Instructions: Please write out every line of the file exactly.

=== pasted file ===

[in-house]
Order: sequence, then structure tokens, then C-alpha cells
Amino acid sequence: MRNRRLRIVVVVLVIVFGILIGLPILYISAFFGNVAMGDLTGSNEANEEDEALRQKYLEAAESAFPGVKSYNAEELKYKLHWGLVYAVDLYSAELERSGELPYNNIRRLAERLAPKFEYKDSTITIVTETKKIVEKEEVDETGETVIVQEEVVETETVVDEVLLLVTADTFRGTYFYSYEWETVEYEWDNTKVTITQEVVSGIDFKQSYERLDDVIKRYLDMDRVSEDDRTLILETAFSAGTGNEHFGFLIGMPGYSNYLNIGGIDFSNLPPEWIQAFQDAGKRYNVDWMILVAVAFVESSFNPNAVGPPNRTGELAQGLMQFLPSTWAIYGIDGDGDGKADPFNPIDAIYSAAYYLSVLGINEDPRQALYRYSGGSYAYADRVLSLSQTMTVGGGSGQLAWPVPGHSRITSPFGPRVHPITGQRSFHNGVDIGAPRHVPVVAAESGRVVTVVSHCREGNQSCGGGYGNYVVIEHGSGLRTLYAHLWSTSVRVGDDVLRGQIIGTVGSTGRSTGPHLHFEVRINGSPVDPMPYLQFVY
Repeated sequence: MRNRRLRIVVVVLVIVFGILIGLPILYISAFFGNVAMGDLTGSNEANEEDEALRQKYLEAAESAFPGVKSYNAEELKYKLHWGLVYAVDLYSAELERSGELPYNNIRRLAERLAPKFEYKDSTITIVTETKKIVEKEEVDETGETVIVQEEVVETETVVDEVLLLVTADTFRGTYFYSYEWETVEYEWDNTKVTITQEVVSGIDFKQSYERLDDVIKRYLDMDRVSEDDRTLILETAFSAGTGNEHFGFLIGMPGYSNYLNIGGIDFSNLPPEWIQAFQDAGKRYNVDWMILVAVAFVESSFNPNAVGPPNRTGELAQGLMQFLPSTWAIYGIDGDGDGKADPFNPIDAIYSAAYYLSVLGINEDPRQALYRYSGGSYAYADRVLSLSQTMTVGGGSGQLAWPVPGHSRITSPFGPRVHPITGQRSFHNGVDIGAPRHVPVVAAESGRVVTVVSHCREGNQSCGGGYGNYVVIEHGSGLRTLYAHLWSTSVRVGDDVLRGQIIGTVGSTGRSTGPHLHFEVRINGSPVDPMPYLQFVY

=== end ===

[in-house]
Order: sequence, then structure tokens, then C-alpha cells
Amino acid sequence: MRNRRLRIVVVVLVIVFGILIGLPILYISAFFGNVAMGDLTGSNEANEEDEALRQKYLEAAESAFPGVKSYNAEELKYKLHWGLVYAVDLYSAELERSGELPYNNIRRLAERLAPKFEYKDSTITIVTETKKIVEKEEVDETGETVIVQEEVVETETVVDEVLLLVTADTFRGTYFYSYEWETVEYEWDNTKVTITQEVVSGIDFKQSYERLDDVIKRYLDMDRVSEDDRTLILETAFSAGTGNEHFGFLIGMPGYSNYLNIGGIDFSNLPPEWIQAFQDAGKRYNVDWMILVAVAFVESSFNPNAVGPPNRTGELAQGLMQFLPSTWAIYGIDGDGDGKADPFNPIDAIYSAAYYLSVLGINEDPRQALYRYSGGSYAYADRVLSLSQTMTVGGGSGQLAWPVPGHSRITSPFGPRVHPITGQRSFHNGVDIGAPRHVPVVAAESGRVVTVVSHCREGNQSCGGGYGNYVVIEHGSGLRTLYAHLWSTSVRVGDDVLRGQIIGTVGSTGRSTGPHLHFEVRINGSPVDPMPYLQFVY
Repeated sequence: MRNRRLRIVVVVLVIVFGILIGLPILYISAFFGNVAMGDLTGSNEANEEDEALRQKYLEAAESAFPGVKSYNAEELKYKLHWGLVYAVDLYSAELERSGELPYNNIRRLAERLAPKFEYKDSTITIVTETKKIVEKEEVDETGETVIVQEEVVETETVVDEVLLLVTADTFRGTYFYSYEWETVEYEWDNTKVTITQEVVSGIDFKQSYERLDDVIKRYLDMDRVSEDDRTLILETAFSAGTGNEHFGFLIGMPGYSNYLNIGGIDFSNLPPEWIQAFQDAGKRYNVDWMILVAVAFVESSFNPNAVGPPNRTGELAQGLMQFLPSTWAIYGIDGDGDGKADPFNPIDAIYSAAYYLSVLGINEDPRQALYRYSGGSYAYADRVLSLSQTMTVGGGSGQLAWPVPGHSRITSPFGPRVHPITGQRSFHNGVDIGAPRHVPVVAAESGRVVTVVSHCREGNQSCGGGYGNYVVIEHGSGLRTLYAHLWSTSVRVGDDVLRGQIIGTVGSTGRSTGPHLHFEVRINGSPVDPMPYLQFVY